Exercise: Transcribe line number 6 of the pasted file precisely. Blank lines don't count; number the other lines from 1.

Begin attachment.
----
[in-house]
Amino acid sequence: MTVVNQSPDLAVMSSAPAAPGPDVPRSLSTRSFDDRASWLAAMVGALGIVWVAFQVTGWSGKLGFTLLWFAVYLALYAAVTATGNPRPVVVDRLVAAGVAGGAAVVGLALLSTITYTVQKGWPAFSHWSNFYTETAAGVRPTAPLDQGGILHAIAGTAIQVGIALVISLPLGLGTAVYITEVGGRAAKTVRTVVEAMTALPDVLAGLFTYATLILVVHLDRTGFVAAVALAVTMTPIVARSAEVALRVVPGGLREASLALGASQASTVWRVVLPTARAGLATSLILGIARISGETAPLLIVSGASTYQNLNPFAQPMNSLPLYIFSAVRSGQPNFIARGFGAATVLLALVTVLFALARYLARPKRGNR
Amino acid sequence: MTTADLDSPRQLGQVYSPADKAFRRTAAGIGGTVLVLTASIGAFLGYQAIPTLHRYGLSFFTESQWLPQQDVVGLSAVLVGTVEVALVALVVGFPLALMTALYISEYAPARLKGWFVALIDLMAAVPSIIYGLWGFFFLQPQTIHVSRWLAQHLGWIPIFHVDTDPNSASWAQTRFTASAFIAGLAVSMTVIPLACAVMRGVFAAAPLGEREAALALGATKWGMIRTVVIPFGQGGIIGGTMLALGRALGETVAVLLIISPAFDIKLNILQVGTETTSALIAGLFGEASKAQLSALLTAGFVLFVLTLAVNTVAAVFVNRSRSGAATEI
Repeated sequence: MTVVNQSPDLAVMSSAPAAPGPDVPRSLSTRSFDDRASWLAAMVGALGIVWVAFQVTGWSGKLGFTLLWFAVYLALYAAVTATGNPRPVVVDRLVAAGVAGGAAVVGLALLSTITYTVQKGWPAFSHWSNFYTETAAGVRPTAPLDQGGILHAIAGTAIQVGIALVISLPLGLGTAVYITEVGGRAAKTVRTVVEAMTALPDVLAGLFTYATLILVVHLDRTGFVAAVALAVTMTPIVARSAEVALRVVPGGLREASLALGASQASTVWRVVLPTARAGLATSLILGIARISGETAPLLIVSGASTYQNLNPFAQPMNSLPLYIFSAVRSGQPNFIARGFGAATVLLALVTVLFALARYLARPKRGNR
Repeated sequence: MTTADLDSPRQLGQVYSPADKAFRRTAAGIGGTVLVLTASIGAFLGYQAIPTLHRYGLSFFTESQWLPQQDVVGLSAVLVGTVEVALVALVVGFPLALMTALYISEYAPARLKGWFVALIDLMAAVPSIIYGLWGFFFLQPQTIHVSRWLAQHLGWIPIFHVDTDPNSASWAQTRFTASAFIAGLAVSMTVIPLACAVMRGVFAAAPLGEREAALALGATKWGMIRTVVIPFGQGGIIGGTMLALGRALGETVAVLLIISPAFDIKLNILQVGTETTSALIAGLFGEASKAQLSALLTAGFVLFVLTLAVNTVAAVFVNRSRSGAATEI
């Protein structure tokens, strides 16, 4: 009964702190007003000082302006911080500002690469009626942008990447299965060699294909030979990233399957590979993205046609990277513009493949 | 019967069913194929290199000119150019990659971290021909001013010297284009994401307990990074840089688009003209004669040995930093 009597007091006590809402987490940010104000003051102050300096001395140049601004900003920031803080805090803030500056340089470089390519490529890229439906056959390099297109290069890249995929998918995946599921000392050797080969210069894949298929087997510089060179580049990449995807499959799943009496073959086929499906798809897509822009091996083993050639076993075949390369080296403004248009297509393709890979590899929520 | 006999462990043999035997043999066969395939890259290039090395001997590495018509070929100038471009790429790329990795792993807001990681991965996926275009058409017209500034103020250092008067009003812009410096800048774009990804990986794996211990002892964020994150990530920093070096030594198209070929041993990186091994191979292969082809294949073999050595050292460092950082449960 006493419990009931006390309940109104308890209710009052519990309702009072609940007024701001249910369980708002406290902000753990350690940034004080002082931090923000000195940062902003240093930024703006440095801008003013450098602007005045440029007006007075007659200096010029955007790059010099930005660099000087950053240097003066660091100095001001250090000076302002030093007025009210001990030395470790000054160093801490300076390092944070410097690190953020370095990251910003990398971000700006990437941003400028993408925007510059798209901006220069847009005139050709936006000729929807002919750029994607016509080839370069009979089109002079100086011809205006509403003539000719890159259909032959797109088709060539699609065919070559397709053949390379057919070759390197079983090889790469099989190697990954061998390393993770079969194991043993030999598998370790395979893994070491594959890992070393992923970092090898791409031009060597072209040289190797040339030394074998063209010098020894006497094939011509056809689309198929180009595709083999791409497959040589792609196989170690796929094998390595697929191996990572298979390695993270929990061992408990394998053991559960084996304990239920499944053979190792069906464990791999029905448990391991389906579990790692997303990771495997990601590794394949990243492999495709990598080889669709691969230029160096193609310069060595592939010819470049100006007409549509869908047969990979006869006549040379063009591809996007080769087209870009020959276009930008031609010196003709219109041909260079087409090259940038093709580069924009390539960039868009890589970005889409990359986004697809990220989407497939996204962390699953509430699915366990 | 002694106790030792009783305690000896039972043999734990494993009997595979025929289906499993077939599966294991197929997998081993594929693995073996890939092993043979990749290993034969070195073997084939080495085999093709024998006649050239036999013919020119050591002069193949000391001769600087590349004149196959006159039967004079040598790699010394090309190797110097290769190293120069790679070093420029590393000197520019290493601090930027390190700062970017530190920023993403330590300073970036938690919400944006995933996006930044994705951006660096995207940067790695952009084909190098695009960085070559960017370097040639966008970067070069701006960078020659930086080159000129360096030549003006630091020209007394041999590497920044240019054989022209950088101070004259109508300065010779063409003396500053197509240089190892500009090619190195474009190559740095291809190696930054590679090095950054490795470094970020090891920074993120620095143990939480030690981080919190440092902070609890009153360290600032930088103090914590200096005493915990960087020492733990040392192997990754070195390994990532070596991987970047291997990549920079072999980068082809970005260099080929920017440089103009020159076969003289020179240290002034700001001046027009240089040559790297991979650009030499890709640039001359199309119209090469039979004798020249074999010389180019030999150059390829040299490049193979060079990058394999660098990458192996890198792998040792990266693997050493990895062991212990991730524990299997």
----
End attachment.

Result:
């Protein structure tokens, strides 16, 4: 009964702190007003000082302006911080500002690469009626942008990447299965060699294909030979990233399957590979993205046609990277513009493949 | 019967069913194929290199000119150019990659971290021909001013010297284009994401307990990074840089688009003209004669040995930093 009597007091006590809402987490940010104000003051102050300096001395140049601004900003920031803080805090803030500056340089470089390519490529890229439906056959390099297109290069890249995929998918995946599921000392050797080969210069894949298929087997510089060179580049990449995807499959799943009496073959086929499906798809897509822009091996083993050639076993075949390369080296403004248009297509393709890979590899929520 | 006999462990043999035997043999066969395939890259290039090395001997590495018509070929100038471009790429790329990795792993807001990681991965996926275009058409017209500034103020250092008067009003812009410096800048774009990804990986794996211990002892964020994150990530920093070096030594198209070929041993990186091994191979292969082809294949073999050595050292460092950082449960 006493419990009931006390309940109104308890209710009052519990309702009072609940007024701001249910369980708002406290902000753990350690940034004080002082931090923000000195940062902003240093930024703006440095801008003013450098602007005045440029007006007075007659200096010029955007790059010099930005660099000087950053240097003066660091100095001001250090000076302002030093007025009210001990030395470790000054160093801490300076390092944070410097690190953020370095990251910003990398971000700006990437941003400028993408925007510059798209901006220069847009005139050709936006000729929807002919750029994607016509080839370069009979089109002079100086011809205006509403003539000719890159259909032959797109088709060539699609065919070559397709053949390379057919070759390197079983090889790469099989190697990954061998390393993770079969194991043993030999598998370790395979893994070491594959890992070393992923970092090898791409031009060597072209040289190797040339030394074998063209010098020894006497094939011509056809689309198929180009595709083999791409497959040589792609196989170690796929094998390595697929191996990572298979390695993270929990061992408990394998053991559960084996304990239920499944053979190792069906464990791999029905448990391991389906579990790692997303990771495997990601590794394949990243492999495709990598080889669709691969230029160096193609310069060595592939010819470049100006007409549509869908047969990979006869006549040379063009591809996007080769087209870009020959276009930008031609010196003709219109041909260079087409090259940038093709580069924009390539960039868009890589970005889409990359986004697809990220989407497939996204962390699953509430699915366990 | 002694106790030792009783305690000896039972043999734990494993009997595979025929289906499993077939599966294991197929997998081993594929693995073996890939092993043979990749290993034969070195073997084939080495085999093709024998006649050239036999013919020119050591002069193949000391001769600087590349004149196959006159039967004079040598790699010394090309190797110097290769190293120069790679070093420029590393000197520019290493601090930027390190700062970017530190920023993403330590300073970036938690919400944006995933996006930044994705951006660096995207940067790695952009084909190098695009960085070559960017370097040639966008970067070069701006960078020659930086080159000129360096030549003006630091020209007394041999590497920044240019054989022209950088101070004259109508300065010779063409003396500053197509240089190892500009090619190195474009190559740095291809190696930054590679090095950054490795470094970020090891920074993120620095143990939480030690981080919190440092902070609890009153360290600032930088103090914590200096005493915990960087020492733990040392192997990754070195390994990532070596991987970047291997990549920079072999980068082809970005260099080929920017440089103009020159076969003289020179240290002034700001001046027009240089040559790297991979650009030499890709640039001359199309119209090469039979004798020249074999010389180019030999150059390829040299490049193979060079990058394999660098990458192996890198792998040792990266693997050493990895062991212990991730524990299997």